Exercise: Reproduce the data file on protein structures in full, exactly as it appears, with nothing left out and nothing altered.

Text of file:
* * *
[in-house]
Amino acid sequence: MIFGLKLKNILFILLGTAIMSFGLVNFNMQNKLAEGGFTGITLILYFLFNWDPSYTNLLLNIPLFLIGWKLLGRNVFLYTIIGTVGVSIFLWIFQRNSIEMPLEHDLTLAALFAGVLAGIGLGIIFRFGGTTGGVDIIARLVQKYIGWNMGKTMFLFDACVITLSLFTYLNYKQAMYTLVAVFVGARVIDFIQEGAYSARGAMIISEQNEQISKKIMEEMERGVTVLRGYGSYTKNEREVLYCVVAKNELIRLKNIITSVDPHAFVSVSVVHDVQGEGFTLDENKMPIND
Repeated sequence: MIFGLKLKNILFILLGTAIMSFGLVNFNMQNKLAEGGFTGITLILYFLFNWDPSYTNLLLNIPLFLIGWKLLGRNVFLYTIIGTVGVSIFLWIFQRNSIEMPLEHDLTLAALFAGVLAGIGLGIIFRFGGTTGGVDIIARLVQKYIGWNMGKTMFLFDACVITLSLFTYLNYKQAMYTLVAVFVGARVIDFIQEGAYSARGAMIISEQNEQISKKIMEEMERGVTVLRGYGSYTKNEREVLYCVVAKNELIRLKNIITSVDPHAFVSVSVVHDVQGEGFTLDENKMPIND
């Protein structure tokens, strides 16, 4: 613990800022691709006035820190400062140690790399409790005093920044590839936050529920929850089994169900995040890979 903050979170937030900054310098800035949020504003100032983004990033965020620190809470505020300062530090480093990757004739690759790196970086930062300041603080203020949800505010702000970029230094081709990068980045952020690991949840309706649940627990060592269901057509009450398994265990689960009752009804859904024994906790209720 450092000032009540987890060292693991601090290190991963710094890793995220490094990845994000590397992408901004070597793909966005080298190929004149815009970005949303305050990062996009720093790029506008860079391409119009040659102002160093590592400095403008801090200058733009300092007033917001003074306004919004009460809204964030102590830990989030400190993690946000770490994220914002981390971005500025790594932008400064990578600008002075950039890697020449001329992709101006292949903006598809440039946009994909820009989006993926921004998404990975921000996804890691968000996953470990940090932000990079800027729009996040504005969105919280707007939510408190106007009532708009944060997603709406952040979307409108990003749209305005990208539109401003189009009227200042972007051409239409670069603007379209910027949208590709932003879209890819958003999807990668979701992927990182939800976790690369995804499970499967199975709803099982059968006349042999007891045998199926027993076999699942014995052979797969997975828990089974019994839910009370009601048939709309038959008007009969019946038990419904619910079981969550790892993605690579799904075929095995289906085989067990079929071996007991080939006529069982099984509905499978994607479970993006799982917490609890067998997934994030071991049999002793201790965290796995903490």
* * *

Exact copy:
[in-house]
Amino acid sequence: MIFGLKLKNILFILLGTAIMSFGLVNFNMQNKLAEGGFTGITLILYFLFNWDPSYTNLLLNIPLFLIGWKLLGRNVFLYTIIGTVGVSIFLWIFQRNSIEMPLEHDLTLAALFAGVLAGIGLGIIFRFGGTTGGVDIIARLVQKYIGWNMGKTMFLFDACVITLSLFTYLNYKQAMYTLVAVFVGARVIDFIQEGAYSARGAMIISEQNEQISKKIMEEMERGVTVLRGYGSYTKNEREVLYCVVAKNELIRLKNIITSVDPHAFVSVSVVHDVQGEGFTLDENKMPIND
Repeated sequence: MIFGLKLKNILFILLGTAIMSFGLVNFNMQNKLAEGGFTGITLILYFLFNWDPSYTNLLLNIPLFLIGWKLLGRNVFLYTIIGTVGVSIFLWIFQRNSIEMPLEHDLTLAALFAGVLAGIGLGIIFRFGGTTGGVDIIARLVQKYIGWNMGKTMFLFDACVITLSLFTYLNYKQAMYTLVAVFVGARVIDFIQEGAYSARGAMIISEQNEQISKKIMEEMERGVTVLRGYGSYTKNEREVLYCVVAKNELIRLKNIITSVDPHAFVSVSVVHDVQGEGFTLDENKMPIND
């Protein structure tokens, strides 16, 4: 613990800022691709006035820190400062140690790399409790005093920044590839936050529920929850089994169900995040890979 903050979170937030900054310098800035949020504003100032983004990033965020620190809470505020300062530090480093990757004739690759790196970086930062300041603080203020949800505010702000970029230094081709990068980045952020690991949840309706649940627990060592269901057509009450398994265990689960009752009804859904024994906790209720 450092000032009540987890060292693991601090290190991963710094890793995220490094990845994000590397992408901004070597793909966005080298190929004149815009970005949303305050990062996009720093790029506008860079391409119009040659102002160093590592400095403008801090200058733009300092007033917001003074306004919004009460809204964030102590830990989030400190993690946000770490994220914002981390971005500025790594932008400064990578600008002075950039890697020449001329992709101006292949903006598809440039946009994909820009989006993926921004998404990975921000996804890691968000996953470990940090932000990079800027729009996040504005969105919280707007939510408190106007009532708009944060997603709406952040979307409108990003749209305005990208539109401003189009009227200042972007051409239409670069603007379209910027949208590709932003879209890819958003999807990668979701992927990182939800976790690369995804499970499967199975709803099982059968006349042999007891045998199926027993076999699942014995052979797969997975828990089974019994839910009370009601048939709309038959008007009969019946038990419904619910079981969550790892993605690579799904075929095995289906085989067990079929071996007991080939006529069982099984509905499978994607479970993006799982917490609890067998997934994030071991049999002793201790965290796995903490």